their leader gave the signal, they plunged that red-hot
spit into his eye, and, turning it like an awl, they bored
a hole so deep and so wide that a torrent of blood gushed
out to quench the fiery brand.
The drunken giant started to his feet with a roar which
sent them quailing backwards. But when he had torn
the tormenting brand from his forehead, all he could do
was to grope blindly around him, stamping and howling
for pain and for rage against those puny enemies
that in the dim firelight could take heed to keep out
of his reach. So furious was the alarm he raised,
that it woke his neighbor giants, who presently came
hurrying along to the cave's mouth, and shouted to
"What ails thee, Polyphemus, that thus our rest is
disturbed? Who breaks upon thy sleep? Has any man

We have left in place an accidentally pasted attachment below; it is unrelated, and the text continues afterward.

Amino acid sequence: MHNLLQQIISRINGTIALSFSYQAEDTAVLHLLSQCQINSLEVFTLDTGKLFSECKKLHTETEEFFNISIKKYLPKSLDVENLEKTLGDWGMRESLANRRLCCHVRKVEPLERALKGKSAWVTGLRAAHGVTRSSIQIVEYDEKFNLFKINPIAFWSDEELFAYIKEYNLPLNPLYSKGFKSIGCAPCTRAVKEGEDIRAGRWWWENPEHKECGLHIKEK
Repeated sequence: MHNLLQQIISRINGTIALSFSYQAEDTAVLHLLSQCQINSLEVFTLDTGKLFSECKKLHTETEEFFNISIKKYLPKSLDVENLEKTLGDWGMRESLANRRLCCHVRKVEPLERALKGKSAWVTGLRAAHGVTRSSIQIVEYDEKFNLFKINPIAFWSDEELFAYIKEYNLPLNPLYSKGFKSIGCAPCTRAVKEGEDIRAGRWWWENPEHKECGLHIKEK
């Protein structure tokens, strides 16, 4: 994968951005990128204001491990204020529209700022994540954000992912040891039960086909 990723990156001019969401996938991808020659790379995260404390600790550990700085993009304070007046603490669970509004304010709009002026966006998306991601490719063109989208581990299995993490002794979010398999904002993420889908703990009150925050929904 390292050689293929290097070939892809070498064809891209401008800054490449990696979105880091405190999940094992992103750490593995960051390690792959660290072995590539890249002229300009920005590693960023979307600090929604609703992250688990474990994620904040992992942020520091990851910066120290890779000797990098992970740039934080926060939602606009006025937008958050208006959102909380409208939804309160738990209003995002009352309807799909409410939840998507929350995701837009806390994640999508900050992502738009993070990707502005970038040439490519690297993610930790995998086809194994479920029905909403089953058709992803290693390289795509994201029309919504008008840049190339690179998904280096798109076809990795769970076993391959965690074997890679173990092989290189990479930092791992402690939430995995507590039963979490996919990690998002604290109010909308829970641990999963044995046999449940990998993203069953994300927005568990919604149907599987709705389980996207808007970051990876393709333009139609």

found means to hurt thee? Or has some one been robbing
thee by force or fraud?"
"Noman has hurt me!" yelled back the blind giant.
"Noman is robbing my flock! Noman, I say, has played
a cruel trick upon me!"
"Then if no man does thee harm, why these complaints?"
grumbled his neighbors, while Ulysses chuckled
over his sly device, all the more as he heard the giants
tramping away to their own lairs with a parting word
of mockery for the victim of a nightmare, as they took
it to be. "If the gods send thee pain, take to prayer, and
rouse us no more to give help against no man in mortal
Thus left to himself, the blinded monster, pouring out
his rage in tears of blood, found it hopeless to lay hands
on the silently exulting foes, who all night long remained
shut up with him in the cave; yet more fiercely his dark
mind was bent on revenge against that insolent Noman
and the rest of his crew. Fumbling about till he touched